PATNA: Bihar chief minister Nitish Kumar’s second innings with the BJP is proving to be a “disaster” at least that is what appear given a series of recent developments.
Kumar had apparently hoped to “retain” his previous position in the NDA but things have gone awry since he returned to the NDA last July, experts believe.
They say his return to the NDA has helped neither Bihar nor his party, the JD-U, so far while everyone in the JD-U claimed then the state would move faster on the path to progress with “double-engine” government.
The utter “desperation” in the JD-U camp looked clear when the party announced to stay away from by-elections to three seats—one Lok Sabha and two assembly seats in Bihar.
“It’s really strange. While every party is girding up loins to jump into the poll contest to test political waters ahead of the upcoming Lok Sabha elections due early next year, the JD-U has walked out of the contest,” commented a political expert.
The JD-U has decided against contesting these seats on the ground that none of them was represented by the party.
“Given this criteria, the JD-U should be given only two LS seats to contest in the next polls by the BJP. Again, if the JD-U thinks it the criteria to get seats, then it shouldn’t have demanded 100 seats to contest from the RJD during the last 2015 assembly polls,” remarked another expert, adding the JD-U is fast losing its ground owing to bizarre explanations.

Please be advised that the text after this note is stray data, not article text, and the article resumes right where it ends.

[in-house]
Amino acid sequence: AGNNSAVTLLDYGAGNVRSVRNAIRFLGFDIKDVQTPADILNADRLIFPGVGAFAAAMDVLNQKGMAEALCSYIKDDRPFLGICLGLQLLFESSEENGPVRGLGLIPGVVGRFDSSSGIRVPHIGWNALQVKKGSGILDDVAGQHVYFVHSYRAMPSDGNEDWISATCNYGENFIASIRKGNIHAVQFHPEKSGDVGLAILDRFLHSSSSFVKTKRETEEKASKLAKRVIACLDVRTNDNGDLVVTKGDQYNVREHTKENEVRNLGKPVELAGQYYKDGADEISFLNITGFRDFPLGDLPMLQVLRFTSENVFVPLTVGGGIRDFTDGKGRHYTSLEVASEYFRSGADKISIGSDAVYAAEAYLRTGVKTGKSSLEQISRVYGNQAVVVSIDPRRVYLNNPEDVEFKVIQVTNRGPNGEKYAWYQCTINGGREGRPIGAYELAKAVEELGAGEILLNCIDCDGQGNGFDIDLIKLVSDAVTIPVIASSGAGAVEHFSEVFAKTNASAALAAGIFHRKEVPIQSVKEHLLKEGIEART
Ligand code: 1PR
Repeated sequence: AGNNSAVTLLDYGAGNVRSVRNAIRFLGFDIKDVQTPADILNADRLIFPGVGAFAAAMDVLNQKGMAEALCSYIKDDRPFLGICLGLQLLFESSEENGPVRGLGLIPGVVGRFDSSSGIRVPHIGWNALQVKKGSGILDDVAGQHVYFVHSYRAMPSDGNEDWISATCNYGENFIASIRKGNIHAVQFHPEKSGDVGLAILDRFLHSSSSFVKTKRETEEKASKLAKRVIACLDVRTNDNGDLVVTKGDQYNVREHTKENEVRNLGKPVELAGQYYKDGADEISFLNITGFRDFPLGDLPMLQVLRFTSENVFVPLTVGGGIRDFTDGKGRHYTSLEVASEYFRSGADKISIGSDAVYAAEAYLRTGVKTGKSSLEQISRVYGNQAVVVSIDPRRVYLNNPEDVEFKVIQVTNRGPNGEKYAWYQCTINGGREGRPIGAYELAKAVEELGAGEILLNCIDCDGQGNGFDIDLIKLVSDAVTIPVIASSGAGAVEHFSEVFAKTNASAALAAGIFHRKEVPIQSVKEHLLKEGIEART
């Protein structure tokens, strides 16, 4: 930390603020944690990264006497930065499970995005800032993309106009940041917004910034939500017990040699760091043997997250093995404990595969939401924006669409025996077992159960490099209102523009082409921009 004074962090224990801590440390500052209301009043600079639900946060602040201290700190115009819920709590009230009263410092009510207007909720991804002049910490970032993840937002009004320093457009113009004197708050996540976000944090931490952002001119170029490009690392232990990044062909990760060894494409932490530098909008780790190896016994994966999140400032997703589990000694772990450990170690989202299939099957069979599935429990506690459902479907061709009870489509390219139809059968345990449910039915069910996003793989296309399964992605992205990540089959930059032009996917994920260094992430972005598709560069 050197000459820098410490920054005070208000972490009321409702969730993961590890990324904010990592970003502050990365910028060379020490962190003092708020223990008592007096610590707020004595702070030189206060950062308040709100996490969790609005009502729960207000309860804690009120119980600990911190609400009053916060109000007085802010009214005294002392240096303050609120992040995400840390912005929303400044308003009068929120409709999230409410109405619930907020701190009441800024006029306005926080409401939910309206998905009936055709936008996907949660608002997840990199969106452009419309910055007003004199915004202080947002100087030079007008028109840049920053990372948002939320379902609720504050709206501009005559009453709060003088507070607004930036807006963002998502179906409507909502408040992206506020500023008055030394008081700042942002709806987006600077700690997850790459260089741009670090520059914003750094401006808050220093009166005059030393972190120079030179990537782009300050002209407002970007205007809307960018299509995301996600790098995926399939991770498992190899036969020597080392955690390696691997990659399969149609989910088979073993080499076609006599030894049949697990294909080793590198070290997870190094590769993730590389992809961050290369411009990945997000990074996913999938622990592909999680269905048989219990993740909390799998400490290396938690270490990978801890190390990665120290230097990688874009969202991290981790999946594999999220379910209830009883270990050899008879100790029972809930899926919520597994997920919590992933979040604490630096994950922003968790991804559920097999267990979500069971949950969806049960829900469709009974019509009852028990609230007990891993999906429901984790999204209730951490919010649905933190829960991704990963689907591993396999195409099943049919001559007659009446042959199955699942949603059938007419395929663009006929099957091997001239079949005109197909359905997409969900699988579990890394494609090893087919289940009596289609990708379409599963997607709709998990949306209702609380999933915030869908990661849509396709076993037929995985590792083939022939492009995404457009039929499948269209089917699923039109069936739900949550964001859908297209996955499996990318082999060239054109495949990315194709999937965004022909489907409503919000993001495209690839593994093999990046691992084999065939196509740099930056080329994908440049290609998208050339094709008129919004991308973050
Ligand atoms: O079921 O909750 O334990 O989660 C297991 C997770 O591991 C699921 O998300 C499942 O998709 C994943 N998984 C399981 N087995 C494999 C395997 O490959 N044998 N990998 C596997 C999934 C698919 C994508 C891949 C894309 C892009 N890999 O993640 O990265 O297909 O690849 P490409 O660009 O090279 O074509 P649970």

The chief minister looked helplessness once again when instead of raising the issue of “neglect” of Bihar in the general budget, he instead thanked the centre.
“It would not be correct to say that Bihar has been ignored in the Union Budget. The state’s share in tax revenue has been put at Rs 76,000 crore. Our own expectation was much less than that. The decision (for the political realignment) was taken in the interests of Bihar,” was how the chief minister was quoted as saying in the local media.
But the industry people have something other to say. “The people of Bihar particularly industrial sector were expecting announcement of some special scheme or special financial package but their hopes were dashed,” says Bihar Chamber of Commerce and Industries chairperson PK Agarwal rued.
It also didn’t go well among the masses when the chief minister went on to defend the RSS chief Mohan Bhagwat who had made peculiar comments over the Indian Army. Bhagwat was quoted as saying in the media that the RSS could assemble its cadres to fight much faster than the Indian army.
“What is wrong in it? As per my information he has talked about readiness of his organisation for the defending country’s border. It should be welcomed if any civil organisation does that. I don’t think there is any harm in that,” was how Kumar defended the RSS.
The remarks look indeed “absurd” if contrasted with Kumar’s own statement—at one of the rallies he addressed in UP in August 2016—where he had advocated for making “Sangh-mukt Bharat.